Amongst the many Gary Vee quotes scattered across the internet one of the more popular ones is: Evolve or Die. A timely piece of advice as the Inspired duo look to expand their offerings.
“We know there could be another Inspired Unemployed style-page blowing up in the next year, so we need to stay relevant,” says Jack.
In a case of going backwards to move forwards, the Internet stars are considering a more traditional style of media for their next move.
“From the start, a TV show has been the biggest goal, and we’ve met with some production companies, but nothing is set in stone just yet,” says Jack.
“Though we did have lunch with Karl Stefanovic the other day, which was funny; a bit of a work chat, a bit of socialising.”
You know you’ve made it when the commercial networks are sending top tier talent to wine and dine you, but the boys remain wary.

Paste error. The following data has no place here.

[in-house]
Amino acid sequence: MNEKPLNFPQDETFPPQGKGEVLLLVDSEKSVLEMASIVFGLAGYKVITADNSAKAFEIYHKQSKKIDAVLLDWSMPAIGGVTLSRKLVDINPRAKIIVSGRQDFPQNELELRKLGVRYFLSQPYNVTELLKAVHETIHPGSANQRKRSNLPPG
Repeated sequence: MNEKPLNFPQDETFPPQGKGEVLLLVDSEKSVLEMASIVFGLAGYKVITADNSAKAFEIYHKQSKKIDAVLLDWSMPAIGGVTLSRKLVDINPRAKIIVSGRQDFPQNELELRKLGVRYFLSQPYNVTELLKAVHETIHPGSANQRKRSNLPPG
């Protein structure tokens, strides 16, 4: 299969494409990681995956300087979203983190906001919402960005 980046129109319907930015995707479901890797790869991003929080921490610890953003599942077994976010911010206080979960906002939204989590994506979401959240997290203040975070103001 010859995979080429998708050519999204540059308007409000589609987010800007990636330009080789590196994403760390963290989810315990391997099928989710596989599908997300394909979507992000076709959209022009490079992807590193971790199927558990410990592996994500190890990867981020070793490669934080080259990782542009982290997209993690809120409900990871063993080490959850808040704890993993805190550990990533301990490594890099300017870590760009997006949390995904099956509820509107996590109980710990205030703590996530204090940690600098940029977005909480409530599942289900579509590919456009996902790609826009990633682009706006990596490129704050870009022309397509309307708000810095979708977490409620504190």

“I don’t get excited about anything now until it’s really happening,” says Matt. “People talk a lot but don’t follow through.”
As our interview comes to an end, talk turns to the best perks that have come from The Inspired Unemployed.
From curating fashion shows for THE ICONIC to flying around the world to film content, the boys have experienced a fair few pinch-me moments. And yet both Jack and Matt agree that their favourite times are still the simplest ones.
“Because we live down the coast we spend so much time in the car, just hanging out and debriefing,” says Jack.
“We’ll be driving back from some ridiculous meeting, then look at each other and ask, ‘What the fuck is our life?!’ offers Matt, before both burst out laughing.
Two best mates hanging out in a car, wondering what the future holds. It seems some things never change.